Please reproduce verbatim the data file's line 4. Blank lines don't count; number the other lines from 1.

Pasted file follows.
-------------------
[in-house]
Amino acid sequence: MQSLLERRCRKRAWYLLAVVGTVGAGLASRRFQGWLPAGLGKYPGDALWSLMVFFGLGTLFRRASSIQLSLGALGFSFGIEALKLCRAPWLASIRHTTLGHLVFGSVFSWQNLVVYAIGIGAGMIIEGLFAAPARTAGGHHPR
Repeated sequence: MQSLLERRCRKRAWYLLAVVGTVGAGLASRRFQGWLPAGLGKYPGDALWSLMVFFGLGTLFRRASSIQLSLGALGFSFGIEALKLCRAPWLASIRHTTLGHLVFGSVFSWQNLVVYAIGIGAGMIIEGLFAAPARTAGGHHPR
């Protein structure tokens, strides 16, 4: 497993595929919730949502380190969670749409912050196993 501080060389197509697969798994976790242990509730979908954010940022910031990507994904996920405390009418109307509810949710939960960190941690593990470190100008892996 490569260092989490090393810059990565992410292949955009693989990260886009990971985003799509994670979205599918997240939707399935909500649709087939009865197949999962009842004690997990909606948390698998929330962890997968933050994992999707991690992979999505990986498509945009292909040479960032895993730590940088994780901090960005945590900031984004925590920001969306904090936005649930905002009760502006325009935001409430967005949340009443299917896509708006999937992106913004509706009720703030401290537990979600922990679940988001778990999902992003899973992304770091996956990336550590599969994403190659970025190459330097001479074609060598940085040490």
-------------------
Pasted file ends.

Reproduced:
């Protein structure tokens, strides 16, 4: 497993595929919730949502380190969670749409912050196993 501080060389197509697969798994976790242990509730979908954010940022910031990507994904996920405390009418109307509810949710939960960190941690593990470190100008892996 490569260092989490090393810059990565992410292949955009693989990260886009990971985003799509994670979205599918997240939707399935909500649709087939009865197949999962009842004690997990909606948390698998929330962890997968933050994992999707991690992979999505990986498509945009292909040479960032895993730590940088994780901090960005945590900031984004925590920001969306904090936005649930905002009760502006325009935001409430967005949340009443299917896509708006999937992106913004509706009720703030401290537990979600922990679940988001778990999902992003899973992304770091996956990336550590599969994403190659970025190459330097001479074609060598940085040490």